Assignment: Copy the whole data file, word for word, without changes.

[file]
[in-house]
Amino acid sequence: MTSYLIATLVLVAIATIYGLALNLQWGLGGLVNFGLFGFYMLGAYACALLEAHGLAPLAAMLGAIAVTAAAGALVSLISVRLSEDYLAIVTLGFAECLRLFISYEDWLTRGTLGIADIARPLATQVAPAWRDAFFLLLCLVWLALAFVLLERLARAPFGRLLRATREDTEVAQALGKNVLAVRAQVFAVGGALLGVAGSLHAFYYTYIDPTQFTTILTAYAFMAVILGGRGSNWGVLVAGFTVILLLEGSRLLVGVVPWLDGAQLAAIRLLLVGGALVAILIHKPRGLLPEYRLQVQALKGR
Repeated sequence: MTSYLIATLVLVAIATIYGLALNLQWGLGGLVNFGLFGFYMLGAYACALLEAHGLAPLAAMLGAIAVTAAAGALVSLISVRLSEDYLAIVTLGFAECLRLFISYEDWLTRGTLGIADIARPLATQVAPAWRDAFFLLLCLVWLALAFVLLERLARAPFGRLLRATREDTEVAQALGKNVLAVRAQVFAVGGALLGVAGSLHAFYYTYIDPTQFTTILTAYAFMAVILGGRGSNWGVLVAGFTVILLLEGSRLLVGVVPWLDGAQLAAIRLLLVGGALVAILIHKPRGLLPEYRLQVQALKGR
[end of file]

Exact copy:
[in-house]
Amino acid sequence: MTSYLIATLVLVAIATIYGLALNLQWGLGGLVNFGLFGFYMLGAYACALLEAHGLAPLAAMLGAIAVTAAAGALVSLISVRLSEDYLAIVTLGFAECLRLFISYEDWLTRGTLGIADIARPLATQVAPAWRDAFFLLLCLVWLALAFVLLERLARAPFGRLLRATREDTEVAQALGKNVLAVRAQVFAVGGALLGVAGSLHAFYYTYIDPTQFTTILTAYAFMAVILGGRGSNWGVLVAGFTVILLLEGSRLLVGVVPWLDGAQLAAIRLLLVGGALVAILIHKPRGLLPEYRLQVQALKGR
Repeated sequence: MTSYLIATLVLVAIATIYGLALNLQWGLGGLVNFGLFGFYMLGAYACALLEAHGLAPLAAMLGAIAVTAAAGALVSLISVRLSEDYLAIVTLGFAECLRLFISYEDWLTRGTLGIADIARPLATQVAPAWRDAFFLLLCLVWLALAFVLLERLARAPFGRLLRATREDTEVAQALGKNVLAVRAQVFAVGGALLGVAGSLHAFYYTYIDPTQFTTILTAYAFMAVILGGRGSNWGVLVAGFTVILLLEGSRLLVGVVPWLDGAQLAAIRLLLVGGALVAILIHKPRGLLPEYRLQVQALKGR